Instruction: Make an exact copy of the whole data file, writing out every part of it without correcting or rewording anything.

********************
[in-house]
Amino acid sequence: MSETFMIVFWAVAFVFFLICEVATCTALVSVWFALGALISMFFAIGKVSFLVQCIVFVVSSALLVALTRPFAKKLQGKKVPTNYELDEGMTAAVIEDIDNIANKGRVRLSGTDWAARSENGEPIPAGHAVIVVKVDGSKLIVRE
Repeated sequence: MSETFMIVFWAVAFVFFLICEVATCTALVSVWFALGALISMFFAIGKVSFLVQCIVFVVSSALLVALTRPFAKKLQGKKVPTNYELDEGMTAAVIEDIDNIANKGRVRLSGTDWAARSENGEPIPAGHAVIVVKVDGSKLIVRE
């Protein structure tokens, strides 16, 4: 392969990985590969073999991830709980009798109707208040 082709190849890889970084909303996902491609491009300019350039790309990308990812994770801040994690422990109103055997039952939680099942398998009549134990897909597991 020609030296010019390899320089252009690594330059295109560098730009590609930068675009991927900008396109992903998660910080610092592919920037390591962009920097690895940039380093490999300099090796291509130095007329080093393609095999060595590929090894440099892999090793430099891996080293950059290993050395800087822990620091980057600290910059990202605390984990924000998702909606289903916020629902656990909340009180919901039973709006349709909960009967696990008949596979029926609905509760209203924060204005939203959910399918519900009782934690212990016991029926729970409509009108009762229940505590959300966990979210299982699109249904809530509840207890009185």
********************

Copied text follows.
[in-house]
Amino acid sequence: MSETFMIVFWAVAFVFFLICEVATCTALVSVWFALGALISMFFAIGKVSFLVQCIVFVVSSALLVALTRPFAKKLQGKKVPTNYELDEGMTAAVIEDIDNIANKGRVRLSGTDWAARSENGEPIPAGHAVIVVKVDGSKLIVRE
Repeated sequence: MSETFMIVFWAVAFVFFLICEVATCTALVSVWFALGALISMFFAIGKVSFLVQCIVFVVSSALLVALTRPFAKKLQGKKVPTNYELDEGMTAAVIEDIDNIANKGRVRLSGTDWAARSENGEPIPAGHAVIVVKVDGSKLIVRE
């Protein structure tokens, strides 16, 4: 392969990985590969073999991830709980009798109707208040 082709190849890889970084909303996902491609491009300019350039790309990308990812994770801040994690422990109103055997039952939680099942398998009549134990897909597991 020609030296010019390899320089252009690594330059295109560098730009590609930068675009991927900008396109992903998660910080610092592919920037390591962009920097690895940039380093490999300099090796291509130095007329080093393609095999060595590929090894440099892999090793430099891996080293950059290993050395800087822990620091980057600290910059990202605390984990924000998702909606289903916020629902656990909340009180919901039973709006349709909960009967696990008949596979029926609905509760209203924060204005939203959910399918519900009782934690212990016991029926729970409509009108009762229940505590959300966990979210299982699109249904809530509840207890009185």